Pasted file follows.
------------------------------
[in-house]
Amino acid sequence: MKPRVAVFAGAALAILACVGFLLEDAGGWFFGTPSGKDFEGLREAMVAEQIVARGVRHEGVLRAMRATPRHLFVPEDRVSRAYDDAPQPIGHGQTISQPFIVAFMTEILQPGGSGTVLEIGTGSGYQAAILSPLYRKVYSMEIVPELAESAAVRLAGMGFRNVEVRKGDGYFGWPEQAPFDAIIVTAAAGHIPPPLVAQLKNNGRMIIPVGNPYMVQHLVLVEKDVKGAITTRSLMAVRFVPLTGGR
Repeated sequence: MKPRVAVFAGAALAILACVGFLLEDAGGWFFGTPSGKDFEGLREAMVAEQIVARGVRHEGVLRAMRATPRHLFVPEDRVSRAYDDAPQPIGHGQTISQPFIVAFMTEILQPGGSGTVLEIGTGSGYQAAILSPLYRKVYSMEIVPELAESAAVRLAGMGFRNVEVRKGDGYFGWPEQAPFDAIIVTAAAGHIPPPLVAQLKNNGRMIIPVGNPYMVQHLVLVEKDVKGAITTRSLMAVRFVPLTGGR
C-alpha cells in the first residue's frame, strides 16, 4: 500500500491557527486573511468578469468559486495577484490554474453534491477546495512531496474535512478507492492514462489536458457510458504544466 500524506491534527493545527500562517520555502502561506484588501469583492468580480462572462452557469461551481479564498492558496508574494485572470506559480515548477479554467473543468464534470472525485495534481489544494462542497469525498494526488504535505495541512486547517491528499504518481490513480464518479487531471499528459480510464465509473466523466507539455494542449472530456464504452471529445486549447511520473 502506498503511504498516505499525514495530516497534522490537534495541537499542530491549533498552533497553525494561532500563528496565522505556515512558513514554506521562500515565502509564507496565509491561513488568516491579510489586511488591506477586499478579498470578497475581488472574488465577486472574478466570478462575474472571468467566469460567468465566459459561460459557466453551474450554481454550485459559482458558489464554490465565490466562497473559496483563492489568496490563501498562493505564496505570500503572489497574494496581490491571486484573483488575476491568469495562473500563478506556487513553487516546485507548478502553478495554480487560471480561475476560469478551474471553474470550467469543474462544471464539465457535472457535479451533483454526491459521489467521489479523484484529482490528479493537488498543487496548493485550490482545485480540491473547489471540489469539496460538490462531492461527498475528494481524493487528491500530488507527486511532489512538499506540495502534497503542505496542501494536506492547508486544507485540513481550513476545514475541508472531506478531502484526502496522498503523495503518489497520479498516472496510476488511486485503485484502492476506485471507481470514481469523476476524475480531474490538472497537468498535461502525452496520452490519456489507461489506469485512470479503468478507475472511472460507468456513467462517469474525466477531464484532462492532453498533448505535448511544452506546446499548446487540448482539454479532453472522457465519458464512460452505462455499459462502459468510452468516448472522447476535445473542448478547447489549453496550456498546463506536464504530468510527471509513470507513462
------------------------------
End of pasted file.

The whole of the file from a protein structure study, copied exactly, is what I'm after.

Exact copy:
[in-house]
Amino acid sequence: MKPRVAVFAGAALAILACVGFLLEDAGGWFFGTPSGKDFEGLREAMVAEQIVARGVRHEGVLRAMRATPRHLFVPEDRVSRAYDDAPQPIGHGQTISQPFIVAFMTEILQPGGSGTVLEIGTGSGYQAAILSPLYRKVYSMEIVPELAESAAVRLAGMGFRNVEVRKGDGYFGWPEQAPFDAIIVTAAAGHIPPPLVAQLKNNGRMIIPVGNPYMVQHLVLVEKDVKGAITTRSLMAVRFVPLTGGR
Repeated sequence: MKPRVAVFAGAALAILACVGFLLEDAGGWFFGTPSGKDFEGLREAMVAEQIVARGVRHEGVLRAMRATPRHLFVPEDRVSRAYDDAPQPIGHGQTISQPFIVAFMTEILQPGGSGTVLEIGTGSGYQAAILSPLYRKVYSMEIVPELAESAAVRLAGMGFRNVEVRKGDGYFGWPEQAPFDAIIVTAAAGHIPPPLVAQLKNNGRMIIPVGNPYMVQHLVLVEKDVKGAITTRSLMAVRFVPLTGGR
C-alpha cells in the first residue's frame, strides 16, 4: 500500500491557527486573511468578469468559486495577484490554474453534491477546495512531496474535512478507492492514462489536458457510458504544466 500524506491534527493545527500562517520555502502561506484588501469583492468580480462572462452557469461551481479564498492558496508574494485572470506559480515548477479554467473543468464534470472525485495534481489544494462542497469525498494526488504535505495541512486547517491528499504518481490513480464518479487531471499528459480510464465509473466523466507539455494542449472530456464504452471529445486549447511520473 502506498503511504498516505499525514495530516497534522490537534495541537499542530491549533498552533497553525494561532500563528496565522505556515512558513514554506521562500515565502509564507496565509491561513488568516491579510489586511488591506477586499478579498470578497475581488472574488465577486472574478466570478462575474472571468467566469460567468465566459459561460459557466453551474450554481454550485459559482458558489464554490465565490466562497473559496483563492489568496490563501498562493505564496505570500503572489497574494496581490491571486484573483488575476491568469495562473500563478506556487513553487516546485507548478502553478495554480487560471480561475476560469478551474471553474470550467469543474462544471464539465457535472457535479451533483454526491459521489467521489479523484484529482490528479493537488498543487496548493485550490482545485480540491473547489471540489469539496460538490462531492461527498475528494481524493487528491500530488507527486511532489512538499506540495502534497503542505496542501494536506492547508486544507485540513481550513476545514475541508472531506478531502484526502496522498503523495503518489497520479498516472496510476488511486485503485484502492476506485471507481470514481469523476476524475480531474490538472497537468498535461502525452496520452490519456489507461489506469485512470479503468478507475472511472460507468456513467462517469474525466477531464484532462492532453498533448505535448511544452506546446499548446487540448482539454479532453472522457465519458464512460452505462455499459462502459468510452468516448472522447476535445473542448478547447489549453496550456498546463506536464504530468510527471509513470507513462